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Interpreting the cratering record: Mercury to Ganymede and Callisto

Woronow, Alex and Strom, Robert G. and Gurnis, Michael (1982) Interpreting the cratering record: Mercury to Ganymede and Callisto. In: Satellites of Jupiter. University of Arizona Press , Tucson, AZ, pp. 237-276. ISBN 9780816507627. http://resolver.caltech.edu/CaltechAUTHORS:20121116-091845322

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Abstract

The large-crater populations on the terrestrial planets differ markedly from those on the Galilean satellites. On the densely cratered terrains of Mercury, Mars, and the Moon, the crater populations > 8 km diameter bear fundamental similarities to one another. These similarities encompass both the shape of their crater curves (i.e., their size-frequency distribution functions) and their overall crater densities. We argue that these similarities reflect the attributes of the ancient impacting population and are not, as sometimes hypothesized, the result of crater saturation. The densely cratered terrains of Ganymede and Callisto, and the grooved terrains of Ganymede, have some similarities with each other but bear few common attributes with those on the terrestrial planets. Some of the differences between the crater populations on Ganymede and Callisto apparently result from differences in the physical states of their icy crusts during and soon after the period of late heavy bombardment. The emplacement of the grooved terrain clearly altered the young crater population on Ganymede, and some evidence exists that a similar alteration of the most ancient crater population also occurred. We are unable to reconcile the observed crater populations on Ganymede and Callisto (modified by any of the proposed mechanisms) with an initial population similar to that of the terrestrial plants, suggesting that a different reservoir of impacting bodies cratered surfaces in the inner and outer solar system. Devolving from this interpretation are constraints on the origins of both of the impacting populations and strong cautions about extrapolating time scales derived from the lunar cratering record to the Galilean satellites.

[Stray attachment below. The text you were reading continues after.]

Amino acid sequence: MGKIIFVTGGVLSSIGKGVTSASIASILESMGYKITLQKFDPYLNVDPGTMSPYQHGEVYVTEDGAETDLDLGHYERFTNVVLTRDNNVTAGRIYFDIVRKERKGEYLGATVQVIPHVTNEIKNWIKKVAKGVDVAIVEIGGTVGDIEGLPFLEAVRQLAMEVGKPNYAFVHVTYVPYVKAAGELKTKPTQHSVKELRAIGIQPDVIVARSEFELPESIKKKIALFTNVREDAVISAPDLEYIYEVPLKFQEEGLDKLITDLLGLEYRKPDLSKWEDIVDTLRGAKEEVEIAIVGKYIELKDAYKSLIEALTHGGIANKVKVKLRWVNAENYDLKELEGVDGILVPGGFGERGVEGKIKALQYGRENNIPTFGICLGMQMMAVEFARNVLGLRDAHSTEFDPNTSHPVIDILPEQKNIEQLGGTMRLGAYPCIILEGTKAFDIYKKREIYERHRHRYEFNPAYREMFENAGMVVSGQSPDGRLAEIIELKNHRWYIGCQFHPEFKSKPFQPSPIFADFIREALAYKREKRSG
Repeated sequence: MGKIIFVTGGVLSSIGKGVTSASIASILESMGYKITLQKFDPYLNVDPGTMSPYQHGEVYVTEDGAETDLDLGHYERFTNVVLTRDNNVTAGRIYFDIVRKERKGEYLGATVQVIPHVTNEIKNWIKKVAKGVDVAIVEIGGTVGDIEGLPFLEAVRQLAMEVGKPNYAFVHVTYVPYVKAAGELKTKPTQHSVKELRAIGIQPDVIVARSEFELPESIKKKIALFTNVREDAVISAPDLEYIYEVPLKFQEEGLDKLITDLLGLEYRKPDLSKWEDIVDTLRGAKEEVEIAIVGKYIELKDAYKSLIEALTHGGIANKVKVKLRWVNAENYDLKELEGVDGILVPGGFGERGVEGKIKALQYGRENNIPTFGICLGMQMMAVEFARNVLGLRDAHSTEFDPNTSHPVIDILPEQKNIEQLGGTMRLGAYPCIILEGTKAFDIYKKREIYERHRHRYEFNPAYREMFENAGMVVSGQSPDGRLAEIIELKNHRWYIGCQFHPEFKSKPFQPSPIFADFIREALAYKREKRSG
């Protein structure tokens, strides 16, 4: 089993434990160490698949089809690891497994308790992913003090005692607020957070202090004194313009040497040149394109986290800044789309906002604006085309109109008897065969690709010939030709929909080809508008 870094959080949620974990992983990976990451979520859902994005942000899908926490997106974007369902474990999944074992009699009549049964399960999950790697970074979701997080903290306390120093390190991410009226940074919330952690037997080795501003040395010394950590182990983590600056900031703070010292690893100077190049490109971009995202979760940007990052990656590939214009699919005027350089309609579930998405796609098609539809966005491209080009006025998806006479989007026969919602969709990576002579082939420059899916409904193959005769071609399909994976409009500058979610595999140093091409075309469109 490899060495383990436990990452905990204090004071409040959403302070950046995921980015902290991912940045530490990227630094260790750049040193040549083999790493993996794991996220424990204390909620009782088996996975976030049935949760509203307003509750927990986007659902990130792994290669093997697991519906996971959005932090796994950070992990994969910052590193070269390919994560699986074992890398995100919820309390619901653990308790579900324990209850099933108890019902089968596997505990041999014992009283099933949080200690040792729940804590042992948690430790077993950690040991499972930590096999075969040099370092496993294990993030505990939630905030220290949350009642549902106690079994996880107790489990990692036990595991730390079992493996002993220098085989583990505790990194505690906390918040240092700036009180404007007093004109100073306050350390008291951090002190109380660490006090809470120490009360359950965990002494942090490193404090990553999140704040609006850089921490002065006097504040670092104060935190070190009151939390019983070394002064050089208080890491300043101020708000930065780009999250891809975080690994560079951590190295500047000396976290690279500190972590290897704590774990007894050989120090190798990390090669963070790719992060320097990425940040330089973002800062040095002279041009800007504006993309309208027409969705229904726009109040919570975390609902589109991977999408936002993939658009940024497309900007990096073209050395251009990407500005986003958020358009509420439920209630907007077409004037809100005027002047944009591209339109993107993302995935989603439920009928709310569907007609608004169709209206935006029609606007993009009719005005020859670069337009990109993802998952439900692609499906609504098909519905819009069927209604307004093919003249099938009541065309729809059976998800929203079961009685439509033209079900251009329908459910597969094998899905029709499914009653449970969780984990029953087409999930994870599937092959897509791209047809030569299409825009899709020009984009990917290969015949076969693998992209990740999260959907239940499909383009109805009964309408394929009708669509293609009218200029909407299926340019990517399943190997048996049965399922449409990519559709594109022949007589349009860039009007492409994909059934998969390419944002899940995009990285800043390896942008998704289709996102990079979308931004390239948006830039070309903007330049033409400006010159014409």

Item Type:Book Section
Additional Information:© 1982 University of Arizona Press. We thank D. Morrison and S. Weidenschilling for their reviews and comments. We also thank E. Shoemaker for useful discussions and comments. This research was supported by a grant from the National Aeronautics and Space Administration.
Group:Seismological Laboratory
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Record Number:CaltechAUTHORS:20121116-091845322
Persistent URL:http://resolver.caltech.edu/CaltechAUTHORS:20121116-091845322
Usage Policy:No commercial reproduction, distribution, display or performance rights in this work are provided.
ID Code:35505
Collection:CaltechAUTHORS
Deposited By: Tony Diaz
Deposited On:16 Nov 2012 22:24
Last Modified:23 Aug 2016 10:21

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